Trust is central to business relationships among the enterprise and the consumer, partner companies and employees. Without trust, no aspect of business can flourish. The newest player in the enterprise customer experience -- AI -- is now standing at a crucial relationship precipice. Can AI earn the consumer's trust?
The typical consumer has already been prominently exposed to positive and negative experiences with AI. On one hand, AI-powered chatbots are becoming ubiquitous with customer service and are gradually gaining acceptance. On the other, consumers who use Amazon or Netflix have had the experience of seeing highly personalized ads pop into their RSS feeds, and sometimes, this experience can be alarming and intrusive.
The use of personalized AI can enhance a consumer's positive connection to the enterprise. However, many surveys report customers feeling a general discomfort or ambivalence toward AI. Now, experts are looking toward building trust in AI through explainability.
Jetsons or Terminator?
There remains a tension between personalization, which is so desirable in enterprise consumer relations that it is rapidly becoming mission-critical, and privacy, which, from a cultural standpoint, seems under daily assault. The tension is exacerbated by the choice emerging for the consumer: Would you rather have convenience via personalization or be more vulnerable as your privacy erodes?
Both the embrace of empowerment and wariness of privacy intrusion depend upon the individual's feelings and opinions about AI -- and there's a wide range of feelings and opinions there, among both consumers and industry pundits.
Tech leaders like Bill Gates and Mark Zuckerberg promote the empowerment view and push for consumer engagement with AI. Other tech industry observers see a more dystopian future of privacy erosion ahead.
"For the first time in my technology life, I tend to believe we really are heading for sci-fi," said Mo Gawdat, former Google X chief business officer, at the Credit Suisse Global Megatrends Conference in Singapore last year. And he didn't mean it in a good way.
"Control is an illusion. There is no control, especially if you are trying to control a species that is much smarter than you are," he continued.
Trusting AI, then, means trusting the enterprise and its motivations, and it's up to the business leaders to cultivate consumer trust in the era of dystopian cinema and skittish media.
A recent Salesforce report shed light on how to start building consumer trust in AI. According to the data, negotiation between the enterprise and the consumer can go a long way toward encouraging and nurturing the consumer's trust in both AI and the enterprise.
The report highlighted that consumers today are 9.5 times more likely to rate AI as "revolutionary" as opposed to "insignificant." Consumers can feel the rapid advancement of AI but are overall extremely wary of AI.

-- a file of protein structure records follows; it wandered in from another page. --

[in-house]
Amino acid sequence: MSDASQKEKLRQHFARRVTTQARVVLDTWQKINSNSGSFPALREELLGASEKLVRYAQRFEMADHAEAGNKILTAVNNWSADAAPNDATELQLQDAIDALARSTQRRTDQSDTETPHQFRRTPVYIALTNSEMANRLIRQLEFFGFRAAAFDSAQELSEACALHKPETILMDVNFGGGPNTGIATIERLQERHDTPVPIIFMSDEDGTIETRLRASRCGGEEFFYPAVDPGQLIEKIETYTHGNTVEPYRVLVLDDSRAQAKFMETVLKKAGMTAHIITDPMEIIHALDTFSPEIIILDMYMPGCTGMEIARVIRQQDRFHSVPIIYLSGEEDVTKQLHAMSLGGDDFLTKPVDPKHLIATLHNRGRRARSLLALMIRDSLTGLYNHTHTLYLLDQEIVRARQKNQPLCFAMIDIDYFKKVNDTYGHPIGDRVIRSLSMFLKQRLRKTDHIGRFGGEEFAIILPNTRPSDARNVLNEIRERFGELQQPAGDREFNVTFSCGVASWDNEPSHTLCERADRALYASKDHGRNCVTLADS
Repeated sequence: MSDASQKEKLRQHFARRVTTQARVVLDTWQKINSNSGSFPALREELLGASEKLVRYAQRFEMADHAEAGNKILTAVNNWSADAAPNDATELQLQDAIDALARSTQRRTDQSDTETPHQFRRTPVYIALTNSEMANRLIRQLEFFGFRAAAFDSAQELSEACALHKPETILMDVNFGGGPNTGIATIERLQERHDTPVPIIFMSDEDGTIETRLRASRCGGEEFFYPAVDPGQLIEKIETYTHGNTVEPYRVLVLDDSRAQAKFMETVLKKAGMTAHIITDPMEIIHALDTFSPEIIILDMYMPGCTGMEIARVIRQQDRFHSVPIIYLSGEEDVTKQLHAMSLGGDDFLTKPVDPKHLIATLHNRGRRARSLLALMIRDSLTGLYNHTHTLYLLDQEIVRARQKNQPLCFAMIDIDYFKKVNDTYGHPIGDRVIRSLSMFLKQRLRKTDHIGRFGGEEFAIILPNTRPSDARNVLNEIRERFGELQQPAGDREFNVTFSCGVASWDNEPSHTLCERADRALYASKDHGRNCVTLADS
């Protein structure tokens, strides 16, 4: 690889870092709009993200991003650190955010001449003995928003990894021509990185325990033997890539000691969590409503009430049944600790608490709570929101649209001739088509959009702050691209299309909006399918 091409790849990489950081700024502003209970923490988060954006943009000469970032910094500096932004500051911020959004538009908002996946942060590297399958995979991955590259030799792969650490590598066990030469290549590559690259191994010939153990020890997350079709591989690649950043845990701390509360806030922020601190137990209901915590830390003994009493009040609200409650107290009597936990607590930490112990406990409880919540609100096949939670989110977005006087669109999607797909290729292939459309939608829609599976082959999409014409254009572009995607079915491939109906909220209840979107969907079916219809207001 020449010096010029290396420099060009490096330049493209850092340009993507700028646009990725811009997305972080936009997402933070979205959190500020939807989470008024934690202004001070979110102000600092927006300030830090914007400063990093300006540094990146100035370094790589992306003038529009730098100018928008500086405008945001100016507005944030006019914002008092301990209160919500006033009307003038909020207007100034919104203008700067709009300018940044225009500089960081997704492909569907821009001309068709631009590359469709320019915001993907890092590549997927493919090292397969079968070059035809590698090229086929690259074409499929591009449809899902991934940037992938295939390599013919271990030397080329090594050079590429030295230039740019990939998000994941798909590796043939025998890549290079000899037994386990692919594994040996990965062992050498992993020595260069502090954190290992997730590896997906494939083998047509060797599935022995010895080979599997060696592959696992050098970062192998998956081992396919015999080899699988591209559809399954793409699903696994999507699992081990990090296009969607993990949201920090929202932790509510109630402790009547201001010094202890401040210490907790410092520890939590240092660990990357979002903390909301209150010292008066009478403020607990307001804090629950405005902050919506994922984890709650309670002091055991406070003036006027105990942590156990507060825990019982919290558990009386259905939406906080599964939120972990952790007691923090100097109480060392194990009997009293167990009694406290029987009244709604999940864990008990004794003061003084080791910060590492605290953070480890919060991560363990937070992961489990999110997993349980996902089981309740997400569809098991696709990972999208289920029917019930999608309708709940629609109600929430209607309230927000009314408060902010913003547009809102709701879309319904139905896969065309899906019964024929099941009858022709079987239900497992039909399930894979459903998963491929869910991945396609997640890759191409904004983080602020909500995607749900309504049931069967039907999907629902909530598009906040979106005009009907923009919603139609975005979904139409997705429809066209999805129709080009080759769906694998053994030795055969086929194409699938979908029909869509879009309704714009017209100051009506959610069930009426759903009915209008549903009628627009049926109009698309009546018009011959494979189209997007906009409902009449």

Fear that their personal data is being compromised has risen 62% over the past two years, and almost half of all consumers in the study felt confused about what the enterprise is doing with it. Most alarmingly, 54% of consumers don't believe the enterprise has their best interests at heart.
The Salesforce data included some good news where customer trust is concerned, and this data can serve as an enterprise blueprint for success in cultivating that trust.
Eighty-six percent reported that the customer's trust improves when the enterprise explains how personal data improves their experience and when it asks permission to use the data. It improves most of all when the customer is given control over what personal data the enterprise may collect. Here, raw data is confirming what enterprises already knew: Consumers wary of AI benefit from increased transparency, negotiation and data protection.
To establish trust, enterprises need to begin using transparency, honesty and education to increase consumer faith. Once a baseline trust is established, there are additional steps the enterprise can make to take the customer relationship forward and continue building trust in AI.
Not only will increased consumer trust in AI benefit the customer and business relationship, but it will lead to advancements in AI. Customers reported that they will share their personal data with the enterprise in exchange for more consultative help with a sales representative, for connections between their digital and in-person experiences and, most of all, for proactive customer service.
No single perception of AI or how the enterprise is using it dominates the marketplace. There are plenty of starting points at which companies using AI for personalization can begin working toward improving consumer trust, while bolstering their customer experience methodology. It's a matter of listening to the data and, more importantly, remembering that the customer relationship is based on transparency and give-and-take for equal success.